“Every day I walk into the office there’s a lot of history that needs to be attended to,” he says.
Matejka recalls attending a Christmas party at the Poetry Foundation that featured a display of archival copies of Poetry. “There was not a single poet of color in those magazines, no one that I could tell was from a marginalized community.”
In an effort to overcome “the erasure of all those other voices,” Matejka has led Poetry to welcome a more diverse authorship and readership. Even a brief glance through the magazine’s pages shows the changes that his tenure has accomplished.
He’s proud of the progress that’s been made.
“It makes me happy that we now have a chance to make Poetry look more like what poetry actually looks like, in the US and globally,” says Matejka.
Crossing artistic boundaries
Matejka isn’t just committed to a diversity of voices when it comes to the arts. He’s also passionate about drawing together diverse creative disciplines. He frequently makes this a priority in his work, as he did with his graphic novel Last On His Feet, which he created with visual artist Youssef Daoudi.
“It's a collaborative exercise to work with my illustrator, Youssef. We're going back and forth on scenes, I'm rewriting them, and he's drawing differently after he sees the rewrites. It's a really organic and beautiful partnership,” he says.
Matejka is also passionate about the intersections between poetry and music. He loves listening while he writes: “I have a record player that I put away when we moved, but I finally broke that thing out a couple of months ago. And I've been listening to a lot of jazz.” Some of his favorite albums include Beasts of No Nations by Fela Kuti and In a Silent Way by Miles Davis.
As he prepares to teach his workshop at Interlochen, Matejka says he’s compelled by the collaborations between disciplines that happen across campus.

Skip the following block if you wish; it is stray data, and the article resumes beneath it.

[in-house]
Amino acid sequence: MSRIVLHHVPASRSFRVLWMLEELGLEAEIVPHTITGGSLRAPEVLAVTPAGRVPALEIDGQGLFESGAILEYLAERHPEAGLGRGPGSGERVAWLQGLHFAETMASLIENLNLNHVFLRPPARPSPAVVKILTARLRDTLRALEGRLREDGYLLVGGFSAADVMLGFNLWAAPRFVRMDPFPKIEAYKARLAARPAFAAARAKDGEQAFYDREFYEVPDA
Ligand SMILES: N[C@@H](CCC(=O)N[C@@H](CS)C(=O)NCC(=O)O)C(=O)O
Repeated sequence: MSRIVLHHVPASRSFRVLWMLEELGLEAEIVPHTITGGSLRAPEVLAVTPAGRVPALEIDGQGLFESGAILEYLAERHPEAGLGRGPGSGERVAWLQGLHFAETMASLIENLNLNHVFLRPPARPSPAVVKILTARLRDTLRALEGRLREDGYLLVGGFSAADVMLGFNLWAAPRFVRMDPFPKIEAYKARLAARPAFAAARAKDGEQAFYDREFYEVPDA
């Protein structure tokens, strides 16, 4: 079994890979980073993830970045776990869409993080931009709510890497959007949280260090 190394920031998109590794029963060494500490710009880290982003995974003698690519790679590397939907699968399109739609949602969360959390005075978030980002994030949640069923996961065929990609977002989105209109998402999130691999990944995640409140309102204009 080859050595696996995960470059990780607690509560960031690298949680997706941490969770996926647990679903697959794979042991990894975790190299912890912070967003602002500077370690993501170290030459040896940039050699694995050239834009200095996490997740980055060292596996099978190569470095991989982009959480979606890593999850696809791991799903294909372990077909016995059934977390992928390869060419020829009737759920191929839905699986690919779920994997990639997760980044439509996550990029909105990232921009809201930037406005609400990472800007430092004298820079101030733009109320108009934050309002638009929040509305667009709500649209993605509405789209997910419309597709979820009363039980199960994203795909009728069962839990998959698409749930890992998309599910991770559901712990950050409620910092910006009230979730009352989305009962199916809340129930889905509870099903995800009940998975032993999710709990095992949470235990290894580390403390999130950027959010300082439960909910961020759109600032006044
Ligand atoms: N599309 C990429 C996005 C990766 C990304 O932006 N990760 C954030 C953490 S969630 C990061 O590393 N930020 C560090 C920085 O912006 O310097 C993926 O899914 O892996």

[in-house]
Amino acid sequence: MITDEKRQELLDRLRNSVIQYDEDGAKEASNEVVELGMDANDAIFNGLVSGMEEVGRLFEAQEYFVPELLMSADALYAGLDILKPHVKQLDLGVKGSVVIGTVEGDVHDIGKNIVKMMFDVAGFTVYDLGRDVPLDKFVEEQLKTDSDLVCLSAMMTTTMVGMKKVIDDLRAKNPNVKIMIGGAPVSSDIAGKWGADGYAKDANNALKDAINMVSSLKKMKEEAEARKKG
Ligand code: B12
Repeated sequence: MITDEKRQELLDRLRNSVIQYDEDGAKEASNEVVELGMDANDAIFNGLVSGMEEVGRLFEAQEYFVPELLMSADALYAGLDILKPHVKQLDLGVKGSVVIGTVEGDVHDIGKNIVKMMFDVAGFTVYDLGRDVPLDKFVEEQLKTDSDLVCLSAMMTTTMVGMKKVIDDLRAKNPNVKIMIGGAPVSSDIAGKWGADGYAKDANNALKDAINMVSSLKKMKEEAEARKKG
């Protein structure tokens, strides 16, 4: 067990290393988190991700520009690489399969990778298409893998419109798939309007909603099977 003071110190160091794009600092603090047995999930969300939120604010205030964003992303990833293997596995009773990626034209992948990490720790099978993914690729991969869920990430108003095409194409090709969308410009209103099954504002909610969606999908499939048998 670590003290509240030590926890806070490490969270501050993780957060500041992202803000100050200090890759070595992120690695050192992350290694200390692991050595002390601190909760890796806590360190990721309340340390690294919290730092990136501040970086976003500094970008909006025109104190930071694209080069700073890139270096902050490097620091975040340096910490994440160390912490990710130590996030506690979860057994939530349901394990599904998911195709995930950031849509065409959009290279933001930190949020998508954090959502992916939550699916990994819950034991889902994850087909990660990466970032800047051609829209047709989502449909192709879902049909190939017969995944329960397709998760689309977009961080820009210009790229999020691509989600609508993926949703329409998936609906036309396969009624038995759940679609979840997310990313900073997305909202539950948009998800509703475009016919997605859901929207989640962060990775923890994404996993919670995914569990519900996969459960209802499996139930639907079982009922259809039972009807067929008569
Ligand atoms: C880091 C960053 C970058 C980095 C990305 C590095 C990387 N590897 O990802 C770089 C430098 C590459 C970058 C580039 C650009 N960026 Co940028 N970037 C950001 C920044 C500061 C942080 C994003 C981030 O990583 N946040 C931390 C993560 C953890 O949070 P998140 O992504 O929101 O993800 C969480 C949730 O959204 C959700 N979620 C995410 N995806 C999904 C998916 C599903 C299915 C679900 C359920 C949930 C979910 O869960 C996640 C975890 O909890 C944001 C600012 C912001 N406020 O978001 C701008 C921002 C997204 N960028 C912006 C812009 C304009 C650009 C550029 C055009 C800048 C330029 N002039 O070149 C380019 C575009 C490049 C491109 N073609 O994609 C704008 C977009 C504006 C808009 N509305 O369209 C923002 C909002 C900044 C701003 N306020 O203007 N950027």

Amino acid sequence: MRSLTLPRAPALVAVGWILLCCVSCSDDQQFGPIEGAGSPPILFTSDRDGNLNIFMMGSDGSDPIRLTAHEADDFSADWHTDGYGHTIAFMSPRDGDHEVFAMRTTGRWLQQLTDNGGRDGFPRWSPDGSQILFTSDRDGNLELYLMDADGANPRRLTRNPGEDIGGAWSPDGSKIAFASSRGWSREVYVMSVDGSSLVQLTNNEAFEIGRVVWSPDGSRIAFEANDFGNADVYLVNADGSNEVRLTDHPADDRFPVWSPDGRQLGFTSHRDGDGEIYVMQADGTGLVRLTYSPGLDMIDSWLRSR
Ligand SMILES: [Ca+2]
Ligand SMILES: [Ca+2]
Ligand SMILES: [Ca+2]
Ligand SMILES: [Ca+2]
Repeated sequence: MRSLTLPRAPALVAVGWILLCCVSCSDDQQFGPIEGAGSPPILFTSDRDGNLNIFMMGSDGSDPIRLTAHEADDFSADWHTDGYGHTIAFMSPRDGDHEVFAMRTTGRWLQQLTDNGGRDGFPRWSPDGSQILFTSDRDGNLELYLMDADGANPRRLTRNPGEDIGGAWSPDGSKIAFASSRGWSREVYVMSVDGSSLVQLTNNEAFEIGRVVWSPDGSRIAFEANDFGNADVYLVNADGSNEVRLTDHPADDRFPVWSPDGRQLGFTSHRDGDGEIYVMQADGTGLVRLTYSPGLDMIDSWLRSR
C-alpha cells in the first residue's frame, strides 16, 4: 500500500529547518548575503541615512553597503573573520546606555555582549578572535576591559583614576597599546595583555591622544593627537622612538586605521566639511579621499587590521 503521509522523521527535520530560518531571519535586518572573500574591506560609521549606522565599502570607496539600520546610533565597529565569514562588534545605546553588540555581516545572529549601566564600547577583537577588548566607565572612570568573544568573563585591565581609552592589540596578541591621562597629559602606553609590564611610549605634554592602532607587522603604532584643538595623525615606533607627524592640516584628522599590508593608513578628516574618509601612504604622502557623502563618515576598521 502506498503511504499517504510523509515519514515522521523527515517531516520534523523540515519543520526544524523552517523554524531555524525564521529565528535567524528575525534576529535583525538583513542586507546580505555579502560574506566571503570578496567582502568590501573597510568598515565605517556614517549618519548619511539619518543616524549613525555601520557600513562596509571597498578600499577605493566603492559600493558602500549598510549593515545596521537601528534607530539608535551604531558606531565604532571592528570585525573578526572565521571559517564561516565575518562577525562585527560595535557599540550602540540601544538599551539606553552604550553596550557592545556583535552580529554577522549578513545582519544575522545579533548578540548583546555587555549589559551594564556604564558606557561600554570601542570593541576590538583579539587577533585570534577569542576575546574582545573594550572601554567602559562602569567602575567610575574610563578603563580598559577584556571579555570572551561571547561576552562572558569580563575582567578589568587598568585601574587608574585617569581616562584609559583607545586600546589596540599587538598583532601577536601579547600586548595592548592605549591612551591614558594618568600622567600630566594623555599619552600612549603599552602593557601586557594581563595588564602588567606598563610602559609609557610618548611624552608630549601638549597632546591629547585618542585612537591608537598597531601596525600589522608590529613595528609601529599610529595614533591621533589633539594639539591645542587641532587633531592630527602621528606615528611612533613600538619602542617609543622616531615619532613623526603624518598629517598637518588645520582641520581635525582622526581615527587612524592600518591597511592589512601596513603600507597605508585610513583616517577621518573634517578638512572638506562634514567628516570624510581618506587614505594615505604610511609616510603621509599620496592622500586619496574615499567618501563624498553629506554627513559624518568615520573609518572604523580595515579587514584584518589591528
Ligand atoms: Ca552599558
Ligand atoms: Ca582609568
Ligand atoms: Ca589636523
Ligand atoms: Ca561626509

“So much art is ekphrastic. A piece of art might be responding to some other genre or discipline entirely: a poet looking at a sculpture and writing a poem about the sculpture, or a musician looking at a painting and writing a song inspired by that painting,” says Matejka. “The fact that Interlochen students get to do that on a daily basis, if they choose to—that's really exciting to me.”
He looks forward to sharing insights gleaned over many years of writing and publication, including the many rejections he experienced along the way.
"I'm sitting here, seven books in, but when I look at my track record… I would get cut from a baseball team if that was my batting average,” he laughs.
So much art is ekphrastic. A piece of art might be responding to some other genre or discipline entirely: a poet looking at a sculpture and writing a poem about the sculpture, or a musician looking at a painting and writing a song inspired by that painting. The fact that Interlochen students get to do that on a daily basis, if they choose to—that's really exciting to me.
According to him, failures provide young authors with irreplaceable learning opportunities.
“I think that what's really important for me to impress on writers, especially when they're starting out, is that they have to recognize that the greatest lessons are learned in the failures and rejections that we are inevitably going to experience. How you navigate those things is a good indicator of how long you're going to be able to survive as a writer,” he says.
In the end, though, he’s found that the process is incredibly rewarding.
“Writing is hard. Making art is hard. If it was easy, everybody would do it. Because who doesn't want to make beautiful things?”